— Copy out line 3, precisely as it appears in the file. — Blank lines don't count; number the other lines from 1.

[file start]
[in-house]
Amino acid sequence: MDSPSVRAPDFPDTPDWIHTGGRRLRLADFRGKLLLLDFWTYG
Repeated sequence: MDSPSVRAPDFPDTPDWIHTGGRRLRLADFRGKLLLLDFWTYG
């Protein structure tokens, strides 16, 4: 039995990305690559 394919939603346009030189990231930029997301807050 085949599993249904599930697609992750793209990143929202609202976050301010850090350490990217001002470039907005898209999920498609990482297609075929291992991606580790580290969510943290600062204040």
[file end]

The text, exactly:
Repeated sequence: MDSPSVRAPDFPDTPDWIHTGGRRLRLADFRGKLLLLDFWTYG